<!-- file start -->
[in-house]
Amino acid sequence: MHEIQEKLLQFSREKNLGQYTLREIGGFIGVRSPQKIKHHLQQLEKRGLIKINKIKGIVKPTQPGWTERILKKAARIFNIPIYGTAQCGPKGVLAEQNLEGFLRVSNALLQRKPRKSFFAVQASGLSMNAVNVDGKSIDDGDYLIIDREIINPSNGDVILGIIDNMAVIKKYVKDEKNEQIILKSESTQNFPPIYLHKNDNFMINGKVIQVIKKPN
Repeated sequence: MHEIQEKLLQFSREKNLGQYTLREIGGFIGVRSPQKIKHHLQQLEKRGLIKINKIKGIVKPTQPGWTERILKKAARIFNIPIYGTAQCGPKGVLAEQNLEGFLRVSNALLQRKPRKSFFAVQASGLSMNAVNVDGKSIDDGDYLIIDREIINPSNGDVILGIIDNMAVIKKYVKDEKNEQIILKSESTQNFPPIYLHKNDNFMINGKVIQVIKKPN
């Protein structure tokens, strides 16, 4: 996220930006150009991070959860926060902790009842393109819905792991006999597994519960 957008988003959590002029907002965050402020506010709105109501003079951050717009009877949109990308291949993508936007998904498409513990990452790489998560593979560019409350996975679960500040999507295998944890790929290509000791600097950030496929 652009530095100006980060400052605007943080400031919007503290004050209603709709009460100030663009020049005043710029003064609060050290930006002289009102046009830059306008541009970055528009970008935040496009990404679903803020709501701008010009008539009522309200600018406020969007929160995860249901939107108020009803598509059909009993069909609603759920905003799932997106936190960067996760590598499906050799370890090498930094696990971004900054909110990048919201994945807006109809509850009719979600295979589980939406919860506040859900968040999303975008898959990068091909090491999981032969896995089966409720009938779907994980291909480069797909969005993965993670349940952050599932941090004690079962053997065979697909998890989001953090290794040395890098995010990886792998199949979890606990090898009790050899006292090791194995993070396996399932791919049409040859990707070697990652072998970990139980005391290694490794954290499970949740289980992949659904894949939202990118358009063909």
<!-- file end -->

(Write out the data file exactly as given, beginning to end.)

[in-house]
Amino acid sequence: MHEIQEKLLQFSREKNLGQYTLREIGGFIGVRSPQKIKHHLQQLEKRGLIKINKIKGIVKPTQPGWTERILKKAARIFNIPIYGTAQCGPKGVLAEQNLEGFLRVSNALLQRKPRKSFFAVQASGLSMNAVNVDGKSIDDGDYLIIDREIINPSNGDVILGIIDNMAVIKKYVKDEKNEQIILKSESTQNFPPIYLHKNDNFMINGKVIQVIKKPN
Repeated sequence: MHEIQEKLLQFSREKNLGQYTLREIGGFIGVRSPQKIKHHLQQLEKRGLIKINKIKGIVKPTQPGWTERILKKAARIFNIPIYGTAQCGPKGVLAEQNLEGFLRVSNALLQRKPRKSFFAVQASGLSMNAVNVDGKSIDDGDYLIIDREIINPSNGDVILGIIDNMAVIKKYVKDEKNEQIILKSESTQNFPPIYLHKNDNFMINGKVIQVIKKPN
């Protein structure tokens, strides 16, 4: 996220930006150009991070959860926060902790009842393109819905792991006999597994519960 957008988003959590002029907002965050402020506010709105109501003079951050717009009877949109990308291949993508936007998904498409513990990452790489998560593979560019409350996975679960500040999507295998944890790929290509000791600097950030496929 652009530095100006980060400052605007943080400031919007503290004050209603709709009460100030663009020049005043710029003064609060050290930006002289009102046009830059306008541009970055528009970008935040496009990404679903803020709501701008010009008539009522309200600018406020969007929160995860249901939107108020009803598509059909009993069909609603759920905003799932997106936190960067996760590598499906050799370890090498930094696990971004900054909110990048919201994945807006109809509850009719979600295979589980939406919860506040859900968040999303975008898959990068091909090491999981032969896995089966409720009938779907994980291909480069797909969005993965993670349940952050599932941090004690079962053997065979697909998890989001953090290794040395890098995010990886792998199949979890606990090898009790050899006292090791194995993070396996399932791919049409040859990707070697990652072998970990139980005391290694490794954290499970949740289980992949659904894949939202990118358009063909």